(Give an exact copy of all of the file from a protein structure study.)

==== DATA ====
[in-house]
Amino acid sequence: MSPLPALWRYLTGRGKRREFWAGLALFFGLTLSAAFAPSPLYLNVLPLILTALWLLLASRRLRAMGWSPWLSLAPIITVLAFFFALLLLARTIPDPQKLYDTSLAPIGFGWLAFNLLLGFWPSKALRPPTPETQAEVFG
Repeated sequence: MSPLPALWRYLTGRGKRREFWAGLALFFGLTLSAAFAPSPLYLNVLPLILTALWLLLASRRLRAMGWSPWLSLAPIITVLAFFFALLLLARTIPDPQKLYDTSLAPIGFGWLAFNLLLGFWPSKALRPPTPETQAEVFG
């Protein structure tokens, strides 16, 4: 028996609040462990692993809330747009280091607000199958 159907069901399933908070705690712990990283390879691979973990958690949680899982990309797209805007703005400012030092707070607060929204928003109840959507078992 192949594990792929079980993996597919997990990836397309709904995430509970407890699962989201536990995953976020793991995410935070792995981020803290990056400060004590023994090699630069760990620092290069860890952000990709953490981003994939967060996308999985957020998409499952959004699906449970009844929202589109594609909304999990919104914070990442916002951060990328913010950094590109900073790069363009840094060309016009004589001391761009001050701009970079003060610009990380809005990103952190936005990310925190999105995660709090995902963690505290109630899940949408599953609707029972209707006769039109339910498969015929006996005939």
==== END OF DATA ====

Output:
[in-house]
Amino acid sequence: MSPLPALWRYLTGRGKRREFWAGLALFFGLTLSAAFAPSPLYLNVLPLILTALWLLLASRRLRAMGWSPWLSLAPIITVLAFFFALLLLARTIPDPQKLYDTSLAPIGFGWLAFNLLLGFWPSKALRPPTPETQAEVFG
Repeated sequence: MSPLPALWRYLTGRGKRREFWAGLALFFGLTLSAAFAPSPLYLNVLPLILTALWLLLASRRLRAMGWSPWLSLAPIITVLAFFFALLLLARTIPDPQKLYDTSLAPIGFGWLAFNLLLGFWPSKALRPPTPETQAEVFG
């Protein structure tokens, strides 16, 4: 028996609040462990692993809330747009280091607000199958 159907069901399933908070705690712990990283390879691979973990958690949680899982990309797209805007703005400012030092707070607060929204928003109840959507078992 192949594990792929079980993996597919997990990836397309709904995430509970407890699962989201536990995953976020793991995410935070792995981020803290990056400060004590023994090699630069760990620092290069860890952000990709953490981003994939967060996308999985957020998409499952959004699906449970009844929202589109594609909304999990919104914070990442916002951060990328913010950094590109900073790069363009840094060309016009004589001391761009001050701009970079003060610009990380809005990103952190936005990310925190999105995660709090995902963690505290109630899940949408599953609707029972209707006769039109339910498969015929006996005939």